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Nicola Sharp of financial crime specialists Rahman Ravelli welcomes Europe’s proposed Anti-Money Laundering Authority

Author: Nicola Sharp  19 July 2021

Posted in: Anti-Money Laundering.

The European Commission is set to take the first decisive steps towards creating a  new anti-money-laundering authority.

The Commission, which is the executive branch of the European Union, is expected to table legislation this month to create the Anti-Money Laundering Authority (AMLA), which should begin operating in 2024.

From 2026, the AMLA will be able to supervise directly some cross-border financial companies and impose fines involving millions of euros on firms that breach money laundering rules.

Moves to create the AMLA are the European Union’s (EU’s) most significant action in its attempt to tackle illicit finance. Suspicious transactions involving hundreds of billions of euros are estimated to be conducted every year across Europe. 

There has been a series of scandals involving various financial institutions, relating to the movement of money between countries. But the EU’s efforts to tackle the wrongdoing has been limited, largely due to the varying – and sometimes ineffective – approaches taken to enforcement by member states. Some countries have even shown reluctance to implement fully the anti-money laundering directives introduced by the EU.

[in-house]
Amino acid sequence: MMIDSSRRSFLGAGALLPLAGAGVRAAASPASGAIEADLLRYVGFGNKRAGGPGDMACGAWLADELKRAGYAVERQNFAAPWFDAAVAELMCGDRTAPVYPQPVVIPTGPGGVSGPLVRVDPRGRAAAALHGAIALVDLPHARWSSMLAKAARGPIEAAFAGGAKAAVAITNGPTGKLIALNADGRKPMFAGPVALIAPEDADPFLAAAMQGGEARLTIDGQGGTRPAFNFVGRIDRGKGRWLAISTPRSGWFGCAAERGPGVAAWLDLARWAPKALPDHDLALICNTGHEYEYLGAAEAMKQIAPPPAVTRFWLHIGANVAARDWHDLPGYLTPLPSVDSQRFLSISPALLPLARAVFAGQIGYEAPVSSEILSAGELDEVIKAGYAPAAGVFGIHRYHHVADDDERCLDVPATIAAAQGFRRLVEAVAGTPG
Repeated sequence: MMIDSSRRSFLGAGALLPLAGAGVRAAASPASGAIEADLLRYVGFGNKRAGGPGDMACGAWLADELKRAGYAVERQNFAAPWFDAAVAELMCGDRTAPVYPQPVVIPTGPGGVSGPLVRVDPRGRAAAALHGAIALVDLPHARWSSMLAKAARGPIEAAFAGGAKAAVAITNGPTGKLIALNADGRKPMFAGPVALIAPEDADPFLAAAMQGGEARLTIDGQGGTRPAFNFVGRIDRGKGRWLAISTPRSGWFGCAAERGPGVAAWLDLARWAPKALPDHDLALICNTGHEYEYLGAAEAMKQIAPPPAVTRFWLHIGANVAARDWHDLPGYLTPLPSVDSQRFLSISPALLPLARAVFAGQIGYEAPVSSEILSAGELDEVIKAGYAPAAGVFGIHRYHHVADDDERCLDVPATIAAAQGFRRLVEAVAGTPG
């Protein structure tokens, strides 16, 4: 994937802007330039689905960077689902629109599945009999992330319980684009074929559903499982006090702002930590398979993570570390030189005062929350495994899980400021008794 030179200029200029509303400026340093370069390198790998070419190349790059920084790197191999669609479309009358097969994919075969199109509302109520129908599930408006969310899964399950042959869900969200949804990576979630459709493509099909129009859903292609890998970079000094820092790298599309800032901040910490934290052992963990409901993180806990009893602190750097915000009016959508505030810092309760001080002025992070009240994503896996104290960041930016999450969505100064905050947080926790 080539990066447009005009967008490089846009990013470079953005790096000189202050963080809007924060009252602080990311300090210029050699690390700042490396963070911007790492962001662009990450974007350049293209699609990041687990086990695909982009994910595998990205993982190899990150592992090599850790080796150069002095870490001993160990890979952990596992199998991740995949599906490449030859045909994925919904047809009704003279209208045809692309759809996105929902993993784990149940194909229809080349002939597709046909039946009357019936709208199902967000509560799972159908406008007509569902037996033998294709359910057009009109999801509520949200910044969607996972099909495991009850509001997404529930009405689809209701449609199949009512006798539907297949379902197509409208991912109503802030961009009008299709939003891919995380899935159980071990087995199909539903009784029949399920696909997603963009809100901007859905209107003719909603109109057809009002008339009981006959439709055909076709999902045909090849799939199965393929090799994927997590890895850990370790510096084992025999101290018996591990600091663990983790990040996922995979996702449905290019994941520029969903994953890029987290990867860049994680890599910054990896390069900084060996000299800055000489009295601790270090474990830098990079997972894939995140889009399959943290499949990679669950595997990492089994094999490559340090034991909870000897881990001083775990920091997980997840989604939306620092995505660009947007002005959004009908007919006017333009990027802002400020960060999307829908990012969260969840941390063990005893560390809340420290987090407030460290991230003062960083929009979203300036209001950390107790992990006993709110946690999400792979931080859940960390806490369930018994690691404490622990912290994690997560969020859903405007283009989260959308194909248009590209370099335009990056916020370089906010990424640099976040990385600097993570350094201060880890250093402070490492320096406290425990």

The EU hopes the creation of the AMLA will help its attempts to harmonise member states’ regulatory practices, encourage cooperation between states’ enforcement agencies and boost the flow of information across borders. It is working towards a single EU money laundering rule book and new rules on crypto assets. 

The AMLA could prove to be a major step forward. The Commission has been working on ways to improve tackling money laundering in financial institutions across Europe for a year. Having a designated body such as the AMLA will help member states act simultaneously when it comes to both adopting and using anti-money laundering legislation effectively in order to combat the problems posed by money laundering.

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Nicola Sharp

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Nicola is known for her fraud, civil recovery and business crime expertise, her experience of leading the largest financial disputes and multinational investigations and her skills in devising preventative measures and conducting internal investigations for corporates.

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